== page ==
If you’ve ever seen a Kate Hamill production, you will know you are in for a wild mad-cap ride. The same is true for Hamill’s newest venture, the insanely original adaptation of Jane Austen’s Pride and Prejudice. Ms. Hamill’s other works include an adaptation of William Makepeace Thackeray’s Vanity Fair and Austin’s Sense and Sensibility. Hamill also stars in her productions, and this time she inhabits the lead, Lizzy, as her boyfriend and fellow playmate Jason O’Connell takes on Mr. Darcy. The rest of the cast, through hats and various costume pieces (thanks to costume designer Tracy Christensen), morph into the rest of the characters, sometimes with just a brief turn of the body.
Kate Hamill and Jason O’Connell in Primary Stages’ Production of Pride and Prejudice. All photos by James Leynse.Starting with the song “The Game of Love” we know immediately how these characters feel about the subject at hand. Lizzy, with her screwed up face, lets us know she’ll have none of these games and will never date, let alone marry. The rest of her sisters have quite a different attitude. The lovely Jane (Amelia Pedlow) falls for the puppy dog Mr. Bingley (John Tufts), who also plays her homely and bitter sister Mary. Lydia, (Kimberly Chatterjee) the youngest and also the silliest, falls for a cad, Mr. Wickham (the fabulous Mark Bedard), who also plays the most annoying Mr. Collins – and nearly steals the show – as well as Ms. Bingley. When the romances go array, Mrs. Bennett (Nance Williams) has over-the-top fits, as Mr. Bennett (Chris Thorn) sits and tries to read the paper. When Lizzy meets her match in Mr. Darcy both have to admit and drop their pride and prejudices.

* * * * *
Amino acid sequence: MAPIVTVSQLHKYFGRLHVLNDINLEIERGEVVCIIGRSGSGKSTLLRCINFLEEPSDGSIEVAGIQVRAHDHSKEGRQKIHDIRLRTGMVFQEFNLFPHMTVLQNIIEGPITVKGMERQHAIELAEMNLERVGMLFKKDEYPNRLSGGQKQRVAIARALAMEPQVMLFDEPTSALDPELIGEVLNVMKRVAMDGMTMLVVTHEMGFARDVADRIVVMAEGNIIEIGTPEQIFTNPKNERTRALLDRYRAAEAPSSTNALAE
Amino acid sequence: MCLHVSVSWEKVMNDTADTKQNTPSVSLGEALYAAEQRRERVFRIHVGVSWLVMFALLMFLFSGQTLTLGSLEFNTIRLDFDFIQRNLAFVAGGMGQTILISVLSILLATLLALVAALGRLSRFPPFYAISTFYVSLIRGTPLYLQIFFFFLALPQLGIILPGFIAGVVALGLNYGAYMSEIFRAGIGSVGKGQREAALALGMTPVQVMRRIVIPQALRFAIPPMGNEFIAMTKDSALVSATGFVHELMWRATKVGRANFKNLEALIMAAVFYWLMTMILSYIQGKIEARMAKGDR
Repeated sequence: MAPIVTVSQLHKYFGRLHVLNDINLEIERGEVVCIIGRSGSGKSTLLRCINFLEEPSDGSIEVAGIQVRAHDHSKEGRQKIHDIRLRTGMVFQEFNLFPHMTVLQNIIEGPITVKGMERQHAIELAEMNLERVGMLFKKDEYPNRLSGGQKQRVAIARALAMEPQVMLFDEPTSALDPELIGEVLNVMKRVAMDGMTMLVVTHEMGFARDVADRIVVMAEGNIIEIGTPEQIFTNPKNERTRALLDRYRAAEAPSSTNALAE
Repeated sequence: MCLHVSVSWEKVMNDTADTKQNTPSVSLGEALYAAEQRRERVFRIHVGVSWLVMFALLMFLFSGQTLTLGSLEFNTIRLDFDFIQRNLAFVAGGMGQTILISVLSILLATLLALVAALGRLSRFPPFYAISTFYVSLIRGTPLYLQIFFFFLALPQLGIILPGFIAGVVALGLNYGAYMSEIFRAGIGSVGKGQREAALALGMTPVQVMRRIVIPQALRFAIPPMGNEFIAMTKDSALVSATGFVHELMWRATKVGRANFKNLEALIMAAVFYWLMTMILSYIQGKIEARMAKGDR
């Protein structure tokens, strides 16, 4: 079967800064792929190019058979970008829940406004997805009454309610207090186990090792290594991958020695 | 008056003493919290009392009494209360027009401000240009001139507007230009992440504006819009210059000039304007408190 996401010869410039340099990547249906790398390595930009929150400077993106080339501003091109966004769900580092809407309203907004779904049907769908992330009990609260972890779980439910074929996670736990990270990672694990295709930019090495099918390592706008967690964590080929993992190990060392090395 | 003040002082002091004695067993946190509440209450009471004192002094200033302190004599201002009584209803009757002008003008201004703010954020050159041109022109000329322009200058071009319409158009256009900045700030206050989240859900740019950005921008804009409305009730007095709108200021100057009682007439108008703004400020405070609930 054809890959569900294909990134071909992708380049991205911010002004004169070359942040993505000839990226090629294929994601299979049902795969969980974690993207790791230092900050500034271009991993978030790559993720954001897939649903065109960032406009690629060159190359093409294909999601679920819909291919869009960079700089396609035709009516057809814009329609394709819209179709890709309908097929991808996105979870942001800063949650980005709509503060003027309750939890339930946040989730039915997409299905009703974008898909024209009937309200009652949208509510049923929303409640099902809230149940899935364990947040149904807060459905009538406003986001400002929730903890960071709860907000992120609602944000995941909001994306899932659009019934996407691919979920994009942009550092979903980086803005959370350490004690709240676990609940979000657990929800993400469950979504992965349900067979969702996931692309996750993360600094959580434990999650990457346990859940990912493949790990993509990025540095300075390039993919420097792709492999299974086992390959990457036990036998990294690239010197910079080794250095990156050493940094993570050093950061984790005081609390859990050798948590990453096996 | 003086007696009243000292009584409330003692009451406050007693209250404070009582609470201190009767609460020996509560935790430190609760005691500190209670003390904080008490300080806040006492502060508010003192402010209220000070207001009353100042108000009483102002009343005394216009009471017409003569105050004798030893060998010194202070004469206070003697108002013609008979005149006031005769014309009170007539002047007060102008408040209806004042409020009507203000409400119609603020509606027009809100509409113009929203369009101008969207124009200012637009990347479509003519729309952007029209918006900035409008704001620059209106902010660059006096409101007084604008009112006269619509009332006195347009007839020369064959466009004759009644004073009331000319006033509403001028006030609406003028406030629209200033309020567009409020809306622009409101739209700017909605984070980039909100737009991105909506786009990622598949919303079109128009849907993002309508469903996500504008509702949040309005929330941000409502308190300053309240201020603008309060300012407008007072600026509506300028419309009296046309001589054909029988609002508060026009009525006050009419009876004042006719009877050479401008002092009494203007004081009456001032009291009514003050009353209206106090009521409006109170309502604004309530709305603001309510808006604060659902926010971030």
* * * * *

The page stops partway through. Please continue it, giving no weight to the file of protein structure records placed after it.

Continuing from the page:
All the actors are exquisite at what they do, but I must single out Mark Bedard as Mr. Collins. His performance is a master class in acting. Even when he does something as simple as removing his epaulets to become another character, his intent goes beyond the norm. But just wait until he stutters his words, trips over himself, and has a match of wills between two chairs. There is no way you will not laugh boisterously at his antics. Bedard has the gift of mirth. This is a cast who laughs at themselves, has a rackingly good time, and lets the audience in on the joke. Jason O’Connell’s Mr. Darcy is on the other side of the spectrum. He gives the most real performance and we see his struggle of wanting to love but constrained by his nature. Amelia Pedlow as Jane just by looks and bearing seems to have stepped outside of the novel.
The whole creative team including costumes by Ms. Christensen, lighting by Eric Southern, sound design by Palmer Hefferan, set design by the wonderful John McDermott and choreography by Ellenore Scott fit the bill and set us in for the magic at hand.
I really loved Amanda Dehnert’s direction. Normally, Ms. Hamill’s shows are a little too camp for me. What Ms. Dehnert has done has kept the laughter but added in some real moments that will make you remember why you so love this novel. She makes the whole experience accessible. You still have the keystone cop moments, but also that heart wrenching will-they-or-won’t-they moment.
Hamill’s writing and acting have never been better. There is no doubt that she is one of the creative geniuses of her time and I so look forward to her next adventure.
If you need some laughter in your life, head on down to The Cherry Lane for this hysterical and imaginative production. You will be glad you did.
Pride and Prejudice: Primary Stages and the Hudson Valley Shakespeare Festival at The Cherry Lane Theatre